A paper was published in 2019 in the periodical Environmental Sciences Europe that outlined why the two organizations found different results. The paper cites three central reasons for the differing results. First, the EPA’s study focused mostly on glyphosate traces that would be found in food and other means of normal exposure and did not take into account the higher levels of risk associated with higher than average glyphosate exposure from certain occupations and activities. The IARC’s study did account for the higher levels of exposure though. Second, the EPA relied primarily on unpublished regulatory studies while the IARC relied mostly on peer-reviewed studies. Finally, the EPA conducted most of its studies using isolated glyphosate – the compound itself – while the IARC conducted most of its studies using glyphosate-based herbicides. While the paper pointed out the differences in the findings of the agencies and had its critiques for the methods used, it ultimately concluded that the debate on the whether or not glyphosate causes cancer is likely to continue.
Are there Any Limits on Usage?
With the world undecided on whether or not Roundup causes cancer, there seems to be nothing keeping Bayer AG from continuing to stock the shelves of stores with Roundup (assuming the stores choose to carry it). However, some countries have issued an outright ban on glyphosate or have heavily restricted its use. Among them are the countries of Portugal (whose president is an advocate for a worldwide ban of glyphosate), Belgium, Colombia, France, and India. Other countries, such as Austria, Germany, and Canada have either issued partial bans or have issued bans that will take effect in the coming years.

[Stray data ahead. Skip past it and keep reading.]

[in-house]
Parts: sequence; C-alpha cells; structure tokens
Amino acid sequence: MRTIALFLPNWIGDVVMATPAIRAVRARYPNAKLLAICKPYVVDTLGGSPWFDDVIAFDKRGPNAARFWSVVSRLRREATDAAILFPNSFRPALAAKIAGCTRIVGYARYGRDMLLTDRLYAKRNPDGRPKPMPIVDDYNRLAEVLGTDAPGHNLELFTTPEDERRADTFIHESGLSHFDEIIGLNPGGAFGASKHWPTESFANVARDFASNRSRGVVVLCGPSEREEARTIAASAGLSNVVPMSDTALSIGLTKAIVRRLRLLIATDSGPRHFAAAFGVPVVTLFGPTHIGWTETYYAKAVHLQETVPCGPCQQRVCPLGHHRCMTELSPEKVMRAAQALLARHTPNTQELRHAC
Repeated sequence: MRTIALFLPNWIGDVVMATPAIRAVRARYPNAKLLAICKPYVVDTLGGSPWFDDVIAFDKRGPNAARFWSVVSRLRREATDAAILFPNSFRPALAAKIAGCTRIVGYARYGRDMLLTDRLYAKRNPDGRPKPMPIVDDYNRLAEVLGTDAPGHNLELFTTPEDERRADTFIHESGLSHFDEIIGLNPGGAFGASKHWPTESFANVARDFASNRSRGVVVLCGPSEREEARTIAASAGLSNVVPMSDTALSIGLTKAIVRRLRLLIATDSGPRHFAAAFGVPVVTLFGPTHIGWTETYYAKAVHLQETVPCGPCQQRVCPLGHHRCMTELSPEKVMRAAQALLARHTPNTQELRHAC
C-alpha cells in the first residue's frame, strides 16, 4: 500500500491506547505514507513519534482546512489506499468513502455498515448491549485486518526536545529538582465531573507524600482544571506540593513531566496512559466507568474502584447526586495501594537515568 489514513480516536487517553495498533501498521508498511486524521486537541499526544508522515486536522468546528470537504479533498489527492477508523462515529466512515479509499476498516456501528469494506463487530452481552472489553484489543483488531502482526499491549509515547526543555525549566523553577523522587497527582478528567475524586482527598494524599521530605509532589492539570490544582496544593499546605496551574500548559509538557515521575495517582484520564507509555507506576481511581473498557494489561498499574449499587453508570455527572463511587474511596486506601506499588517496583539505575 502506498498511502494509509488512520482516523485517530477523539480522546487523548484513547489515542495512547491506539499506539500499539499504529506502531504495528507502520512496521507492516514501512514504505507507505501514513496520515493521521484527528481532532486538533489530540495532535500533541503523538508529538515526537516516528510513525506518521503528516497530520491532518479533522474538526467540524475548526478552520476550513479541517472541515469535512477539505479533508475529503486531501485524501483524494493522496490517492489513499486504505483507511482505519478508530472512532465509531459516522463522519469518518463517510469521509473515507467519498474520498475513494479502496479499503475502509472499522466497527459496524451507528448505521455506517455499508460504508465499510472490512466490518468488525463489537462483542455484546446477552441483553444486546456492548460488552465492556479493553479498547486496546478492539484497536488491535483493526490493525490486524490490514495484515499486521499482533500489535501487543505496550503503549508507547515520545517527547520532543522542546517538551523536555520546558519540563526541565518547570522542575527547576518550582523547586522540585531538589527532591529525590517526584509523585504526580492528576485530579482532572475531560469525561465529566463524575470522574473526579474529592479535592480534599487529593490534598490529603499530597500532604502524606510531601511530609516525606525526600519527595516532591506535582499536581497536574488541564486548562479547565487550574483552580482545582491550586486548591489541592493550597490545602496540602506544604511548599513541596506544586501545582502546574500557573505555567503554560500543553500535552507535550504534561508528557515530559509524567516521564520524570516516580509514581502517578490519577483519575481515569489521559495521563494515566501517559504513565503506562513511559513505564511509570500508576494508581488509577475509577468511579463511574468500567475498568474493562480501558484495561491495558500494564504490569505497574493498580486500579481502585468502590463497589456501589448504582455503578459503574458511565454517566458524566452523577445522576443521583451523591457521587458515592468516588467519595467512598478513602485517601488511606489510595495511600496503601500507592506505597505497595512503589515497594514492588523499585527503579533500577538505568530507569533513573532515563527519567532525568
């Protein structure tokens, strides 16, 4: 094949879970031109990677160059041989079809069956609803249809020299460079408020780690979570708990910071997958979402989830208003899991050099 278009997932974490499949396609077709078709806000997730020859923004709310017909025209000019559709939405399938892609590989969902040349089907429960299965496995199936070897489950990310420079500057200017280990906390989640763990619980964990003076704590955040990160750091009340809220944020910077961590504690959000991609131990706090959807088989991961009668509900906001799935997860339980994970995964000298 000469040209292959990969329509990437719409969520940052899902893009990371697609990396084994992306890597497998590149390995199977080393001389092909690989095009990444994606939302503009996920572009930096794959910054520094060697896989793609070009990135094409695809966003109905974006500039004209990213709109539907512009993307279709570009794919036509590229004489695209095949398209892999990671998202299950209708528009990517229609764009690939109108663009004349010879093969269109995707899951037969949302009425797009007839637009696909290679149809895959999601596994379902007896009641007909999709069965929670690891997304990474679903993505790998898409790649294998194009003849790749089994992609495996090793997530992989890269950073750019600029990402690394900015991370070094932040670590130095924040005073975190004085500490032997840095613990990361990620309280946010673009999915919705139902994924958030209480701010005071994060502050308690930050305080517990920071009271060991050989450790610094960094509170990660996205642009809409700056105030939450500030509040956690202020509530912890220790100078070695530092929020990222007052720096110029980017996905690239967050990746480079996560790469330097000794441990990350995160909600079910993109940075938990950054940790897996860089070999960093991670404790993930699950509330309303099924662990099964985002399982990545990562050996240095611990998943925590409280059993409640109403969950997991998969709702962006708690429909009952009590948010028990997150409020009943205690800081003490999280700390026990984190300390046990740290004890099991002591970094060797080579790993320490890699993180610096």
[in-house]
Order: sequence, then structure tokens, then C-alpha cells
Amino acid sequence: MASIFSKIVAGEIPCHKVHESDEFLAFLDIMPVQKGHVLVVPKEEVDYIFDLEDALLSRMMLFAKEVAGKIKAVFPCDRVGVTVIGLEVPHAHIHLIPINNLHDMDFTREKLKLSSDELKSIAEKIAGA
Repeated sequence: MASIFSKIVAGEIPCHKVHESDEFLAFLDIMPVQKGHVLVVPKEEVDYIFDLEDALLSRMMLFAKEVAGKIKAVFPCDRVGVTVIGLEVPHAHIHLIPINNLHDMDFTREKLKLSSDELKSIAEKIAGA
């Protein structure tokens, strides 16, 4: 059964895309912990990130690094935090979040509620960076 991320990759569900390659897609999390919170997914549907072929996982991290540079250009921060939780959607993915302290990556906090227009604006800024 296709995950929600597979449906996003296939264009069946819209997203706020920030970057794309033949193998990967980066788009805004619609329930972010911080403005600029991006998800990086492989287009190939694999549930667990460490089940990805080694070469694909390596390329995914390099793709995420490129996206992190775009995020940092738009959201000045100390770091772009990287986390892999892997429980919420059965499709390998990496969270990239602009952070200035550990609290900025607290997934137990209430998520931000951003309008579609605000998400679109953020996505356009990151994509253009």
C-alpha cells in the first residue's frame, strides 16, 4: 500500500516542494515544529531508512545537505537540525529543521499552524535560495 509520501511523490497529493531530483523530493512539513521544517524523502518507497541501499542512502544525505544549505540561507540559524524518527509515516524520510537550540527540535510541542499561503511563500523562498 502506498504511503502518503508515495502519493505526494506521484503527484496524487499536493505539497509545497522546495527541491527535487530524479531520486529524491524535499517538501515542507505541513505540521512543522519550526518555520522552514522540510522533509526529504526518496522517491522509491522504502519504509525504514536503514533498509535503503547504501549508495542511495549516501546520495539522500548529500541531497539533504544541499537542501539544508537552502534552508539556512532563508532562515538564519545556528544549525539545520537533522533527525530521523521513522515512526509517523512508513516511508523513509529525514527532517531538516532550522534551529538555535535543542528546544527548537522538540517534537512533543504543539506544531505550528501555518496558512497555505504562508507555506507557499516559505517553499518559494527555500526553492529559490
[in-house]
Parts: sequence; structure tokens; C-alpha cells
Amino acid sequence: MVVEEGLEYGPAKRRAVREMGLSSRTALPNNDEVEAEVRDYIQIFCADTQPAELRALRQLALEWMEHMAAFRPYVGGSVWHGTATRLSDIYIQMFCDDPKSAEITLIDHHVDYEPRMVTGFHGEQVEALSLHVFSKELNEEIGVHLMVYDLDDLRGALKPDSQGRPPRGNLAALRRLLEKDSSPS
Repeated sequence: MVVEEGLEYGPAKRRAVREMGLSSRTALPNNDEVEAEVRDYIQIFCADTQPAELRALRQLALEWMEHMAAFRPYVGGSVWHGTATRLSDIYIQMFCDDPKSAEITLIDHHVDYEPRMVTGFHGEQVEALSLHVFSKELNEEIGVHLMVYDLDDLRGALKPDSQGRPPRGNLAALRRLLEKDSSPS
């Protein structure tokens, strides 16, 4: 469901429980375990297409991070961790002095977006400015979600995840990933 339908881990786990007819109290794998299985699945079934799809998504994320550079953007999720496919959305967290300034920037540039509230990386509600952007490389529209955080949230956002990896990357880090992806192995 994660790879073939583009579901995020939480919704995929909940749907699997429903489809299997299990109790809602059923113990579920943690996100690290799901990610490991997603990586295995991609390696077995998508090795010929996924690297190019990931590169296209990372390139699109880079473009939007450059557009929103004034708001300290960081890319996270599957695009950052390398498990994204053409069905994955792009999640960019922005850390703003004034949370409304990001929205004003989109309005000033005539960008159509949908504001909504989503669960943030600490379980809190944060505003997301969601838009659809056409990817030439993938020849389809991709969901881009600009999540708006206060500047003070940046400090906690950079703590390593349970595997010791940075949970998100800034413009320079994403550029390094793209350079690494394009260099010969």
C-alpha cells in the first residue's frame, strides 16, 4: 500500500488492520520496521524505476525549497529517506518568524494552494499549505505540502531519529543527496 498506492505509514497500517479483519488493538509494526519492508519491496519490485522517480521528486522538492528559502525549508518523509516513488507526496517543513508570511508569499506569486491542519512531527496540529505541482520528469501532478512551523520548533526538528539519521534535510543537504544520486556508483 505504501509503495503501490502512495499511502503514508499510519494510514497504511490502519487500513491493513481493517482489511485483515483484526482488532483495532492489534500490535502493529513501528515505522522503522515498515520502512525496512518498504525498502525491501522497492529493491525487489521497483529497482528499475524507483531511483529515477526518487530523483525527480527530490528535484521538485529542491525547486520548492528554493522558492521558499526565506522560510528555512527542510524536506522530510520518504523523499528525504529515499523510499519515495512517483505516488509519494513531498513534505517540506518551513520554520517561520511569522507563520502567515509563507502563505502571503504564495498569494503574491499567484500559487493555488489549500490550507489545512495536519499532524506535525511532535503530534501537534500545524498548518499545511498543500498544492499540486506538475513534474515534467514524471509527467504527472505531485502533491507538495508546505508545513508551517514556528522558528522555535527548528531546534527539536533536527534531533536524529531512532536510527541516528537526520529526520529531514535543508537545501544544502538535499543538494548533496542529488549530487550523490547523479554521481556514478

The United States is absent from the above list despite being the home of all of the major Roundup lawsuits. There are currently no national bans – nor any plans for national bans – against the use of Glyphosate in the U.S. However, some cities have taken matters into their own hands and have issued specific ordinances that restrict the use of Glyphosate. Several cities in California for example have discontinued the use of glyphosate following the large verdicts mentioned earlier. Some cities, such as Austin, Texas and Middletown, Connecticut have taken a less aggressive approach and banned glyphosate only on city-owned and municipally owned land. However, the use of glyphosate is still largely unrestricted in most U.S. cities.
There are some tolerance restrictions issued by the EPA concerning the amount of allowable glyphosate residue on foods. These limits can be found in Title 40 of the United States Code of Federal Regulations under section 180.364 titled Glyphosate; tolerances for residues. If any Glyphosate residue is found on a commodity in excess of the limit listed in the Code of Federal Regulations, that commodity will be seized by the United States Government. The EPA also notes that trace amounts of glyphosate may be present on certain commodities, but that those amounts should not be of concern. Outside of the specific bans in certain cities and the residue limit excess enforced by the EPA, glyphosate use is not limited in the United States.
What Happens Next?
With organizations like the EPA and IARC reaching opposite conclusions, it seems unlikely that the world will have a unified opinion on glyphosate any time soon. It does not seem that we will have a clear answer. What is clear though, is that in the coming months and years, there will be no shortage of glyphosate related cases. With over 10,000 cases pending against Bayer AG involving Roundup, this controversy is far from over.